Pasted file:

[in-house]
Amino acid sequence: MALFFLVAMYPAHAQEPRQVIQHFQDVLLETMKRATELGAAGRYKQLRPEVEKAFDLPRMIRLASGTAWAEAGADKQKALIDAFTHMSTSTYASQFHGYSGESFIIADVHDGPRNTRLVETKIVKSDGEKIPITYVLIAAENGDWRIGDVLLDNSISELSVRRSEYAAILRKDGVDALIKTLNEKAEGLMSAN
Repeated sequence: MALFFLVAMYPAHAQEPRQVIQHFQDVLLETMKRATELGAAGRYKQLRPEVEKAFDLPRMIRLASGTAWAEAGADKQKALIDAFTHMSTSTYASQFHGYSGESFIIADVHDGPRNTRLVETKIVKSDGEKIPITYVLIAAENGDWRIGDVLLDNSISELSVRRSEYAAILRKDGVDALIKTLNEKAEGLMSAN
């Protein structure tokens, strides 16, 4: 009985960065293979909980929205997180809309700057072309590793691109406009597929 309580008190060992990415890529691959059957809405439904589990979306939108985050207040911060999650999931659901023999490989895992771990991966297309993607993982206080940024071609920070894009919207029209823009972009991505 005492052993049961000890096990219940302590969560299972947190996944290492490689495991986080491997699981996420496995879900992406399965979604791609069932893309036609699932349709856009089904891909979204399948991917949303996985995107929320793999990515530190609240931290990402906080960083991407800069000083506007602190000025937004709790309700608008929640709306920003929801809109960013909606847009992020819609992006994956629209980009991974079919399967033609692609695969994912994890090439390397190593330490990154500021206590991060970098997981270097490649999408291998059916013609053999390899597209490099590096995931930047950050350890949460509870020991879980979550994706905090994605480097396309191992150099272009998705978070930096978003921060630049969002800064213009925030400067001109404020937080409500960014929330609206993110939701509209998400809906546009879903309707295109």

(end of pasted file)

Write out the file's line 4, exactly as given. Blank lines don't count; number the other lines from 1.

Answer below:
């Protein structure tokens, strides 16, 4: 009985960065293979909980929205997180809309700057072309590793691109406009597929 309580008190060992990415890529691959059957809405439904589990979306939108985050207040911060999650999931659901023999490989895992771990991966297309993607993982206080940024071609920070894009919207029209823009972009991505 005492052993049961000890096990219940302590969560299972947190996944290492490689495991986080491997699981996420496995879900992406399965979604791609069932893309036609699932349709856009089904891909979204399948991917949303996985995107929320793999990515530190609240931290990402906080960083991407800069000083506007602190000025937004709790309700608008929640709306920003929801809109960013909606847009992020819609992006994956629209980009991974079919399967033609692609695969994912994890090439390397190593330490990154500021206590991060970098997981270097490649999408291998059916013609053999390899597209490099590096995931930047950050350890949460509870020991879980979550994706905090994605480097396309191992150099272009998705978070930096978003921060630049969002800064213009925030400067001109404020937080409500960014929330609206993110939701509209998400809906546009879903309707295109």